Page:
Similar to most physical and psychologic enhancement programs, the more quality effort the athlete invests in the program, the greater the potential impact on sports performance. The athlete must have the motivation to devote sufficient time and energy into developing the targeted visual skills to achieve a successful outcome. A dedicated support network (e.g., coaches, parents, teammates, family, friends) is an invaluable asset for sustaining the motivation of an athlete throughout the course of the SVT program. Members of the support network can also serve as training partners for the athlete when practicing visual performance activities between training sessions. One of the best methods of generating motivation is excellent education regarding the connection between visual skill performance and sports performance. For example, the better the golfer understands how reduced depth judgment ability affects putting performance, the better the motivation will be to improve that visual skill. This also applies to the athlete’s support network because coaches, trainers, and teammates can provide valuable performance feedback and reinforcement of proper skills during practice and competition.

Specific training goals should be established before initiating an SVT program and measurable outcomes are desirable in determining program success. Training goals must be as task specific as possible. For example, rather than the point guard in basketball setting a goal of being a better playmaker, the point guard can establish a goal of improving his or her ability to process more peripheral visual information when bringing the ball up the court. These specific sports goals should be matched with goals of improving the requisite, and measurable, visual performance skills necessary for success. Once the specific goals have been determined, more global competitive aspirations can be recognized to assist in motivating the athlete. For example, the basketball player may wish to be the starting point guard on the team, garner a college scholarship, or be drafted by a professional team. No matter what level of competition the athlete is in, visual performance goals can be established to provide a potentially critical competitive edge for peak performance.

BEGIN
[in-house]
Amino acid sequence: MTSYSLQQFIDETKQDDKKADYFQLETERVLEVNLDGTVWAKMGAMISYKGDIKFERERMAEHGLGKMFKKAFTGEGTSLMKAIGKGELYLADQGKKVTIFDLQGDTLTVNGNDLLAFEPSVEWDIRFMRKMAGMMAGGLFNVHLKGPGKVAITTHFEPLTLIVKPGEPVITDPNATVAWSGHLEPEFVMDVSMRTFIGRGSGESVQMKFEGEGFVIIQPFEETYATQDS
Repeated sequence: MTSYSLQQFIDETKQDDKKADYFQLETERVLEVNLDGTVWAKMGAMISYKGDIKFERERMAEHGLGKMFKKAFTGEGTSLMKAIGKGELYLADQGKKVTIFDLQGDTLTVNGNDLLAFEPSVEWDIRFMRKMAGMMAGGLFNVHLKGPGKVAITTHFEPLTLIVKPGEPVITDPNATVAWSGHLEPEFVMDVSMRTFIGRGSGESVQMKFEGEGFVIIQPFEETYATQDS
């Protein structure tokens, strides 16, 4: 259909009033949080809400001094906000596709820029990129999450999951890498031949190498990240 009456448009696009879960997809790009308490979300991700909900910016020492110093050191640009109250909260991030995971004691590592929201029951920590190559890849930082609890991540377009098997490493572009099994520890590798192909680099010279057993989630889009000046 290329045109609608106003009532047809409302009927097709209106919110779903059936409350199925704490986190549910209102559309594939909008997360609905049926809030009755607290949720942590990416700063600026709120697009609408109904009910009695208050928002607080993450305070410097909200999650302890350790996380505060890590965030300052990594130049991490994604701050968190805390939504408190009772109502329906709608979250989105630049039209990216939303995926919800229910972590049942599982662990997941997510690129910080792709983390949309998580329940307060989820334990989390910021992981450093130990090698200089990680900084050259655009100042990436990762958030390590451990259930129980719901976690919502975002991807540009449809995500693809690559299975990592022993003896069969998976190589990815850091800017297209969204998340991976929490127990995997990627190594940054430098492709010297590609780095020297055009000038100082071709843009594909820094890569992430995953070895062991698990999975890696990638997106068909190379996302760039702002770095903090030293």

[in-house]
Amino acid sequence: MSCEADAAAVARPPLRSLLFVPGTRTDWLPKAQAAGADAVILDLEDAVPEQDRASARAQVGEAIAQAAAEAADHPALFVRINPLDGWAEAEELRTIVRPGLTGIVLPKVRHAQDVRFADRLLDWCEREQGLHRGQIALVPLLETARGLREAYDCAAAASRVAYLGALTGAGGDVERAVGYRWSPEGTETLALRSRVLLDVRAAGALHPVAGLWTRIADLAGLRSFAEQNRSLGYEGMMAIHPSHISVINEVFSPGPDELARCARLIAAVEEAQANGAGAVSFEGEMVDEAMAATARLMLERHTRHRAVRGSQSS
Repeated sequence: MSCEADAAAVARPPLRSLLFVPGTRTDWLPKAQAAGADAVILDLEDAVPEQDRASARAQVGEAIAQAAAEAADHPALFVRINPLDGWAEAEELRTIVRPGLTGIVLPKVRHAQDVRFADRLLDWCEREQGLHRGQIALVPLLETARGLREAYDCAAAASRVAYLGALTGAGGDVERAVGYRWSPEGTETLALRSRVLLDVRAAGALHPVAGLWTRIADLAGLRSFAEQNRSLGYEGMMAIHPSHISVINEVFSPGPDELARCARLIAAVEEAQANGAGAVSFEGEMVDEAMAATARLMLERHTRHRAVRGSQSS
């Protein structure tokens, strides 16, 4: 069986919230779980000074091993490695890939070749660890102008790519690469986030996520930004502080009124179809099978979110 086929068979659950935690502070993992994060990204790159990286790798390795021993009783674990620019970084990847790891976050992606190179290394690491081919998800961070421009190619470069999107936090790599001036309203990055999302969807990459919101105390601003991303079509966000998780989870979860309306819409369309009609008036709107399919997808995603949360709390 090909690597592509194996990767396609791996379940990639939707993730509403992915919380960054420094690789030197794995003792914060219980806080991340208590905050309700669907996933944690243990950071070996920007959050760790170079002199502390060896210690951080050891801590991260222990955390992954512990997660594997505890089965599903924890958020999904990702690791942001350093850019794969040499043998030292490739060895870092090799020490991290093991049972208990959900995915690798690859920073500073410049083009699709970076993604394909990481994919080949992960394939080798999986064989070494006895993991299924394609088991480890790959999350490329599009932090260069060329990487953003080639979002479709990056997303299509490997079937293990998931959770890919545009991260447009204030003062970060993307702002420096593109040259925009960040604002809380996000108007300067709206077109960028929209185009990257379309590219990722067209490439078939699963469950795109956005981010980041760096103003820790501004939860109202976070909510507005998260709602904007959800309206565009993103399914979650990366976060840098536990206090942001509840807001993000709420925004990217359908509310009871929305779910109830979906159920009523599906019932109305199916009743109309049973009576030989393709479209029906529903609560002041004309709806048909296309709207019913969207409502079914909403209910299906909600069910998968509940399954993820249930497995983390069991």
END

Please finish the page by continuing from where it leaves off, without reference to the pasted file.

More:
Delivery of Sports Vision Training

Many approaches can be used for the delivery of SVT. Most practitioners use one-on-one training sessions to assess the athletes’ current visual skill performance and push the demand level of those skills to a higher level. These sessions are typically conducted by the eye care practitioner or a trained assistant. Others develop training programs to be delivered to a team or group of athletes simultaneously, although this approach reduces the ability to adjust the training program to each athlete’s individual visual performance needs. Once the threshold of performance ability is determined during a training session, activities are customarily prescribed to allow the athlete to practice at that high demand level until the next session. A regular schedule of progress evaluations should be established to periodically assess both subjective changes in sports performance and changes in objective visual performance skills. These progress evaluations serve to reinforce training goals, maintain athlete motivation, and determine when specific goals have been achieved.